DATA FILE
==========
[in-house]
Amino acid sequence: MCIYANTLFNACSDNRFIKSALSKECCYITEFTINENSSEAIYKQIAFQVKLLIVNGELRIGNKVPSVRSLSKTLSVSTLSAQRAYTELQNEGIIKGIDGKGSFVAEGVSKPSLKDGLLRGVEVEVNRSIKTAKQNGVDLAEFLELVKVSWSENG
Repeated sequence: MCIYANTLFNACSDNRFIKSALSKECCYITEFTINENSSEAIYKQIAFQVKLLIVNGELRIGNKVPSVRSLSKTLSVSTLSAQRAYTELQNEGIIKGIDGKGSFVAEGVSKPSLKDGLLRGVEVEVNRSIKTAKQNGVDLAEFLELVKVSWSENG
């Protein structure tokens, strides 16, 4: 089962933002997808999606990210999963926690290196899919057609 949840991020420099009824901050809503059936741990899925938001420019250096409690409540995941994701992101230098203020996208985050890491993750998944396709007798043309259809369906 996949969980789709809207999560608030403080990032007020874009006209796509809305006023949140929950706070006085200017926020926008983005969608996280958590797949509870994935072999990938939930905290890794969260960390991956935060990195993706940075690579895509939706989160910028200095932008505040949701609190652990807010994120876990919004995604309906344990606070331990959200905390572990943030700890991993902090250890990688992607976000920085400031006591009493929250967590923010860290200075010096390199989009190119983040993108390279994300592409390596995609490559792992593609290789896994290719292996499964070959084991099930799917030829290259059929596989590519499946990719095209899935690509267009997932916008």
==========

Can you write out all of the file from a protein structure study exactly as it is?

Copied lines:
[in-house]
Amino acid sequence: MCIYANTLFNACSDNRFIKSALSKECCYITEFTINENSSEAIYKQIAFQVKLLIVNGELRIGNKVPSVRSLSKTLSVSTLSAQRAYTELQNEGIIKGIDGKGSFVAEGVSKPSLKDGLLRGVEVEVNRSIKTAKQNGVDLAEFLELVKVSWSENG
Repeated sequence: MCIYANTLFNACSDNRFIKSALSKECCYITEFTINENSSEAIYKQIAFQVKLLIVNGELRIGNKVPSVRSLSKTLSVSTLSAQRAYTELQNEGIIKGIDGKGSFVAEGVSKPSLKDGLLRGVEVEVNRSIKTAKQNGVDLAEFLELVKVSWSENG
């Protein structure tokens, strides 16, 4: 089962933002997808999606990210999963926690290196899919057609 949840991020420099009824901050809503059936741990899925938001420019250096409690409540995941994701992101230098203020996208985050890491993750998944396709007798043309259809369906 996949969980789709809207999560608030403080990032007020874009006209796509809305006023949140929950706070006085200017926020926008983005969608996280958590797949509870994935072999990938939930905290890794969260960390991956935060990195993706940075690579895509939706989160910028200095932008505040949701609190652990807010994120876990919004995604309906344990606070331990959200905390572990943030700890991993902090250890990688992607976000920085400031006591009493929250967590923010860290200075010096390199989009190119983040993108390279994300592409390596995609490559792992593609290789896994290719292996499964070959084991099930799917030829290259059929596989590519499946990719095209899935690509267009997932916008």